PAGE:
Skip to main content

Blog #3, Isaiah 14:3-23, What Does this Passage Mean?

The passage that I have been explaining in this blog series is Isaiah 14:3-23. In Blog #1, I explained who the author is, the date and occasion of his writing, the Biblical audience along with their historical and cultural context, and finally the literary context of the text itself. In Blog #2, I gave a verse-by-verse commentary of Isaiah 14:3-23 in light of the historical cultural and literal context given in blog #1.

In this blog, I will list the similarities between us and the original audience, as well as the differences between us and the original audience. When interpreting a biblical passage like Isaiah 14:3-23 it is important for us to understand the similarities that we share with the original audience and the differences that we have, because those difference form a hindrance when we attempt to go straight from meaning in their historical and cultural context to meaning in ours.1

As stated in Blog #1, the original audience is Judah during the reigns of the Kings of Judah: Uzziah, Jotham, Ahaz, Hezekiah and Manasseh. Isaiah prophesied and wrote between 740 B.C. and at least 680 B.C. We know this, because Isaiah recorded the king of Assyria, Sennacherib’s death, which according to Mcdonald was in 681 B.C. Isaiah died during the wicked king of Judah, Manasseh’s reign.2


· The original audience was watched over by One sovereign God who created all things, though many worshiped false gods. In 21st century American culture there is One sovereign God of the universe, yet people worship false gods.

· The original audience communicated with one another by language. Today we communicate with each other by language.

· The original audience had a cultural leadership structure. In 21st century America we have a cultural leadership structure.

· During the time that Isaiah wrote the people of Judah faced enemies from within and without. Today in 21st century America we face enemies from within and without.

· During the time that Isaiah wrote people got married and raised families. Today in 21st century America people get married and raise families.

· During Isaiah’s time families lost loved ones do to unexpected deaths. In 21st century American culture we lose loved ones to death.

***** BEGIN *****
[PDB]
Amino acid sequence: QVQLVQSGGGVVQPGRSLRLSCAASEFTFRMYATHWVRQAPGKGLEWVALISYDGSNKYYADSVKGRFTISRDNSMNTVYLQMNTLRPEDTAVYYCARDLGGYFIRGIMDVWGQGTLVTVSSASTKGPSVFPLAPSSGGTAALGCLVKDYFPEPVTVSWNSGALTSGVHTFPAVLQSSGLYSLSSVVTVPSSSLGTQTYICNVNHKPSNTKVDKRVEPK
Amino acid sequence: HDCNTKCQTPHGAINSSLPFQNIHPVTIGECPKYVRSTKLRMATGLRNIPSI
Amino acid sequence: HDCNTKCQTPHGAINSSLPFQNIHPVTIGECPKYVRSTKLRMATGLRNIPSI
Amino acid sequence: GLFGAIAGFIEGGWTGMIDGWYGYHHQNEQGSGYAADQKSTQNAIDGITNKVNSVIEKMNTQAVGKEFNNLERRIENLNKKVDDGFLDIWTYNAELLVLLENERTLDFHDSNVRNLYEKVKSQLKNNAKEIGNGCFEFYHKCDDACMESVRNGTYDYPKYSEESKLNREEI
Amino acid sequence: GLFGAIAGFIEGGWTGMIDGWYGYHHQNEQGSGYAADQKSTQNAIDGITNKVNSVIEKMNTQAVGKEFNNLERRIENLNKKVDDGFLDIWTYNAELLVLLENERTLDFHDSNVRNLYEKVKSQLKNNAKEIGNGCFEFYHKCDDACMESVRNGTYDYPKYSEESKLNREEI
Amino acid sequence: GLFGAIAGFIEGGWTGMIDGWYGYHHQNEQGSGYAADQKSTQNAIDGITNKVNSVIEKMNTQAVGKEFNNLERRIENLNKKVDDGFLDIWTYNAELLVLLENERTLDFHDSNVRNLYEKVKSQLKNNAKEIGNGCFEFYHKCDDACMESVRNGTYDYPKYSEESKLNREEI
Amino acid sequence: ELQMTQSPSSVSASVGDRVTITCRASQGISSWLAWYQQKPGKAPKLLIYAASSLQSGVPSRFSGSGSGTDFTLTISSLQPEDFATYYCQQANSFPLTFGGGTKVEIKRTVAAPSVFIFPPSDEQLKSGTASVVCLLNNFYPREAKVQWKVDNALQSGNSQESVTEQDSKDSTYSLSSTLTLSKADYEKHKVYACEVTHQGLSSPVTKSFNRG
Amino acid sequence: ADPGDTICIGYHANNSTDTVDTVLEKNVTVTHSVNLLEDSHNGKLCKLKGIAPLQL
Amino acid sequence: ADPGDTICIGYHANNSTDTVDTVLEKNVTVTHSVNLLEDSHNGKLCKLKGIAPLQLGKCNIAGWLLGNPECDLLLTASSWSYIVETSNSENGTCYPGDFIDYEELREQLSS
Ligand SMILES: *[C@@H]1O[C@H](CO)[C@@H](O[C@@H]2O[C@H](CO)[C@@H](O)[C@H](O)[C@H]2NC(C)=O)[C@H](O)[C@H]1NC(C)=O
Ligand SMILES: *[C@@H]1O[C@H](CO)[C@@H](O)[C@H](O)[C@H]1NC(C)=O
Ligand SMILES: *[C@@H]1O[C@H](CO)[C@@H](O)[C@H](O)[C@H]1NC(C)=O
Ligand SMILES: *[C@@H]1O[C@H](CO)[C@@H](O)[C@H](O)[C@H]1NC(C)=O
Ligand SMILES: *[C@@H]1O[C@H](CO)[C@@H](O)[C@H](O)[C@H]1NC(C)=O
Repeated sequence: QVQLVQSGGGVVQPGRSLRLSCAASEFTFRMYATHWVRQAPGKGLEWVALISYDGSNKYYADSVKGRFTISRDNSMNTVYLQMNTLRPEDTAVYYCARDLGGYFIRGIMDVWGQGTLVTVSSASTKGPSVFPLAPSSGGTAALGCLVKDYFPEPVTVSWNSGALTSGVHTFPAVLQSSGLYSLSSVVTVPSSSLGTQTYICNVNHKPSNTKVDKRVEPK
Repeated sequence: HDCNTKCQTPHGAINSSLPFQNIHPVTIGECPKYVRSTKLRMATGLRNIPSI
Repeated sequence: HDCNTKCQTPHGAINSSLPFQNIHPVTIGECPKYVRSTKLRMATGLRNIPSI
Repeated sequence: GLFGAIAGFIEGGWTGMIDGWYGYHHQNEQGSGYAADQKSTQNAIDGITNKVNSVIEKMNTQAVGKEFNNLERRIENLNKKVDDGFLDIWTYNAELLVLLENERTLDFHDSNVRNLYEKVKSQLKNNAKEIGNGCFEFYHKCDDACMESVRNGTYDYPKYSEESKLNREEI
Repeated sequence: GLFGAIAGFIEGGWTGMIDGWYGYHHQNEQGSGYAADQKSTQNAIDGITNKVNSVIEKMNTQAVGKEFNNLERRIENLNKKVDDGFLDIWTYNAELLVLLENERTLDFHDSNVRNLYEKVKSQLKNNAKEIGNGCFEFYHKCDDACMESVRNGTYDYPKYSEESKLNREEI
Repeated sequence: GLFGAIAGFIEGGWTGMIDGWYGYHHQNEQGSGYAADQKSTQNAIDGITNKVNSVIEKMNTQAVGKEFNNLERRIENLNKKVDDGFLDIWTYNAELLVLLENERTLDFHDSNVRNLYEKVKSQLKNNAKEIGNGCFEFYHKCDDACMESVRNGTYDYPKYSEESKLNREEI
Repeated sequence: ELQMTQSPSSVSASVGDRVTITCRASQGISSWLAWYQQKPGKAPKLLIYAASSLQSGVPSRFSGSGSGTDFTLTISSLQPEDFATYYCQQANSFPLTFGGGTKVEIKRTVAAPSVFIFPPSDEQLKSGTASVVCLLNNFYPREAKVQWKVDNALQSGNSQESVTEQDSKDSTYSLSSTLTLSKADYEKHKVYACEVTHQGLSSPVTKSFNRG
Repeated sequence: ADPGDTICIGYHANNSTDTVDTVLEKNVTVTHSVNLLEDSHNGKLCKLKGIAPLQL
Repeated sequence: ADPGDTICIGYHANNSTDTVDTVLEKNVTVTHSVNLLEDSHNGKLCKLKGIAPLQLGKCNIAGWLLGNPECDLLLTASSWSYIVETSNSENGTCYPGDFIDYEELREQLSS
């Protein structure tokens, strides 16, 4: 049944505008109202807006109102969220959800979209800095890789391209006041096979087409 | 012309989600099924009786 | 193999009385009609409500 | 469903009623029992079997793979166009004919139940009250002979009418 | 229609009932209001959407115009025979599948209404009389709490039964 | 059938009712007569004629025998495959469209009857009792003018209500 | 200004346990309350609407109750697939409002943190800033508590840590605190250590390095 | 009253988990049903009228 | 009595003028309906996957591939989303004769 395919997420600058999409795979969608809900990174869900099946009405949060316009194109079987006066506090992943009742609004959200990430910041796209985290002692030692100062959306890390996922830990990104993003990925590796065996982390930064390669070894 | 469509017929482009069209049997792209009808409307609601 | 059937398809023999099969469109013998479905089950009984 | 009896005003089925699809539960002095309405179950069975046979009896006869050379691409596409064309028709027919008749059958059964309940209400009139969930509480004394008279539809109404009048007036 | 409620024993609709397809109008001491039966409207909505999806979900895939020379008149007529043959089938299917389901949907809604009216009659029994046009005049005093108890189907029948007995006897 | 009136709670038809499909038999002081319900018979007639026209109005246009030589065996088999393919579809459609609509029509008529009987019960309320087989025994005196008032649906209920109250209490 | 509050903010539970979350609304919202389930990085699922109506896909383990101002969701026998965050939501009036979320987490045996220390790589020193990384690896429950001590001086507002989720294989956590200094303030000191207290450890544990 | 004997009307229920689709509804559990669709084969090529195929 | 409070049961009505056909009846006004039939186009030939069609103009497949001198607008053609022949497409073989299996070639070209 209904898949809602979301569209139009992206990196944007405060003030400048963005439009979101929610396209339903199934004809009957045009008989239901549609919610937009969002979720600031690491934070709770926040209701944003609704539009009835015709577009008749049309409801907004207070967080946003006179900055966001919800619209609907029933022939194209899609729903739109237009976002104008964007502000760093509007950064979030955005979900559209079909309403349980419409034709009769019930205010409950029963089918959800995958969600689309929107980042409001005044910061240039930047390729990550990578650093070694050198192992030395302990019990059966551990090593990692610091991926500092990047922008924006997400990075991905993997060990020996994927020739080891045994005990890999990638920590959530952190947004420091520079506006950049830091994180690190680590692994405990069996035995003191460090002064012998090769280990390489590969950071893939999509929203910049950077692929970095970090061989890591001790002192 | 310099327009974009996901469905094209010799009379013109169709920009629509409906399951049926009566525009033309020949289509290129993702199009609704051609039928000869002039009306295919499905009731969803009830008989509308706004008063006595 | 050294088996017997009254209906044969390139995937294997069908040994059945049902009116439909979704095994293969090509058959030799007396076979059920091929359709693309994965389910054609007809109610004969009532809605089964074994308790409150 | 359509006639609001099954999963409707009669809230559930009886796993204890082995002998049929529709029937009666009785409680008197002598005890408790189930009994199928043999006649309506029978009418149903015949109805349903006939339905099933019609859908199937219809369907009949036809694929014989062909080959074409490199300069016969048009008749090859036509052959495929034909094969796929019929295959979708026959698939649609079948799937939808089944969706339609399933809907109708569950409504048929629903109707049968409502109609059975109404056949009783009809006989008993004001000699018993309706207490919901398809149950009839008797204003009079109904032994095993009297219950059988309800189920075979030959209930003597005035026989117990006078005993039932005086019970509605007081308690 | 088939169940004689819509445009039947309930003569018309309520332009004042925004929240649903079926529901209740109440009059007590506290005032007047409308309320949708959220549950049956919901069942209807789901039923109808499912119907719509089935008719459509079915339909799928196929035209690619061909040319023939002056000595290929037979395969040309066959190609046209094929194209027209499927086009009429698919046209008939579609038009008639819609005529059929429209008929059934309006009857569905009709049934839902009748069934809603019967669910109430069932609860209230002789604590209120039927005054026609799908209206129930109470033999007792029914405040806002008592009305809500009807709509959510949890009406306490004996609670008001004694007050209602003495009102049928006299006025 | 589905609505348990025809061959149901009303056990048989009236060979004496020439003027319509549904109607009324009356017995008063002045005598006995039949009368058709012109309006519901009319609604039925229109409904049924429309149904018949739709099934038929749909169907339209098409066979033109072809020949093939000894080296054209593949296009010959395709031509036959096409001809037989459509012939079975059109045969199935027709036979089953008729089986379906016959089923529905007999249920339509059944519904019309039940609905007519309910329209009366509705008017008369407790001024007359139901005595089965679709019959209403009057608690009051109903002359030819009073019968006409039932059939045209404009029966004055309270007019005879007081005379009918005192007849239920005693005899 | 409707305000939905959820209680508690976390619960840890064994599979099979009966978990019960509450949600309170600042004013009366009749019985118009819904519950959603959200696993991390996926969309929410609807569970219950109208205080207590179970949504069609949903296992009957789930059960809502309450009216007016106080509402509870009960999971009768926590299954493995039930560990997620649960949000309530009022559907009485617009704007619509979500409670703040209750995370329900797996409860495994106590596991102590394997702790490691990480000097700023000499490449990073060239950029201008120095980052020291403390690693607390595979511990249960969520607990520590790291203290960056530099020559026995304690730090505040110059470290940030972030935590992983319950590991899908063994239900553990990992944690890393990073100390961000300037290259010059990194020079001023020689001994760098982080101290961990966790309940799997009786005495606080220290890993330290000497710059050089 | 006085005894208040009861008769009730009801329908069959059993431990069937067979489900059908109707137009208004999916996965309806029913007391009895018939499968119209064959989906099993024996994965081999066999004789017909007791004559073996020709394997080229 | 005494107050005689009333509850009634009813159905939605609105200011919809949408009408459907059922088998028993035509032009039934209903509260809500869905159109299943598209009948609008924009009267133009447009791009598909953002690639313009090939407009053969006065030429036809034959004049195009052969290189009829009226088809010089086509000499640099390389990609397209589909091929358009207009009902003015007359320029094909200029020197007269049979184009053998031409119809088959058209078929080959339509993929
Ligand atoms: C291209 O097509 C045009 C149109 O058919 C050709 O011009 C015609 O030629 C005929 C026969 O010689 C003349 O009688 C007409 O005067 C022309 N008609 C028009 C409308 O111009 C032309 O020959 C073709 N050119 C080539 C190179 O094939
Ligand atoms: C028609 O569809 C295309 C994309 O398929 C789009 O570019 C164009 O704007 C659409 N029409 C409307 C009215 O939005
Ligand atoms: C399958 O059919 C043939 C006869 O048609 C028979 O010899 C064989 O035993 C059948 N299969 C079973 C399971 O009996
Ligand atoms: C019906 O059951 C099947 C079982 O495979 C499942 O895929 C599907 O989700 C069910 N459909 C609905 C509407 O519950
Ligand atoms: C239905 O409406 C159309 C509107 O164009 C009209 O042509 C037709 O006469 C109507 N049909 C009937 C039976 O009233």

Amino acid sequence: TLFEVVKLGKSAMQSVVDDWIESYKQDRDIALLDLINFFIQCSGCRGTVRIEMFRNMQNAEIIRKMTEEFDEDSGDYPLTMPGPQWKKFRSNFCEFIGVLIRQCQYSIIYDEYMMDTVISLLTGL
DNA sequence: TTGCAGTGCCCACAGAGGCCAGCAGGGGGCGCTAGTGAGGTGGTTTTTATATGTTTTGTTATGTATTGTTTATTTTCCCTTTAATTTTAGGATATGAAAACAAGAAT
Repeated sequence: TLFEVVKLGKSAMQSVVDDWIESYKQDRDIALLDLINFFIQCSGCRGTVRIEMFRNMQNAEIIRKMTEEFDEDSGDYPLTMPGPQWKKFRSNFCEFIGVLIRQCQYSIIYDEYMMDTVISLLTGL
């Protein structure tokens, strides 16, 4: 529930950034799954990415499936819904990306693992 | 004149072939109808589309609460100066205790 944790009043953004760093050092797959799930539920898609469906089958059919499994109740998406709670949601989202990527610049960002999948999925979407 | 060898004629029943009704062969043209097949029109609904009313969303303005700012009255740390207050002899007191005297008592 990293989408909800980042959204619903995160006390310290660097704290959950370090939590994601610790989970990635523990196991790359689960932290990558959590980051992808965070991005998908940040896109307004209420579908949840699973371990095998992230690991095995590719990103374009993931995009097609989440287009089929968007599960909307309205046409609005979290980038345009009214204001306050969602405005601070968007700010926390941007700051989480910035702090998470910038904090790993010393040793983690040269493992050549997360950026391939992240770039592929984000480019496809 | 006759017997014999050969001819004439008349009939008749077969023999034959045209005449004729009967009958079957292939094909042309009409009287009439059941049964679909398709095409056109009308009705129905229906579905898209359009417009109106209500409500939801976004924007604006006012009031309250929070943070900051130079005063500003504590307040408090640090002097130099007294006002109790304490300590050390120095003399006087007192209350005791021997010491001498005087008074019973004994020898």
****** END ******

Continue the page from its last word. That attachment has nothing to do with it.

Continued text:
· For the original audience, the basic needs for life were food, clothing and shelter. In 21st century American culture the basic needs for life are food, clothing and shelter.


· The biblical audience in Isaiah’s day spoke to one another in the Hebrew language. In 21st century America the primary language by which we communicate with one another is English.

· The original audience grew and raised the majority of what they ate. In 21st century America, for the majority of us, someone else grows our food, we go to a grocery store and buy it.

· During Isaiah’s day, they were under the Mosaic Covenant. In the 21st century American church we are under the New Covenant in Jesus Christ.

· The original audience had a few books of the Bible (Pentateuch), but primarily heard from God via the prophets. Today we have the entire canon of scripture to hear what God is saying.

· During the days of Isaiah, they traveled by foot or used animals. In 21st century America we travel to and fro by motorized vehicles and air travel.

· During the days of Isaiah, the culture was taught by oral tradition. In 21st century America we are taught using written word and electronic audio-visual presentations.

· In Isaiah’s day, the biblical world was Palestine, Egypt, Assyria, Babylon, Philistia, Moab, Damascus, Ethiopia and Tyre. (cf. Isa 13-23) In the 21st century, the world is a globe containing seven continents, vast oceans and very many nations.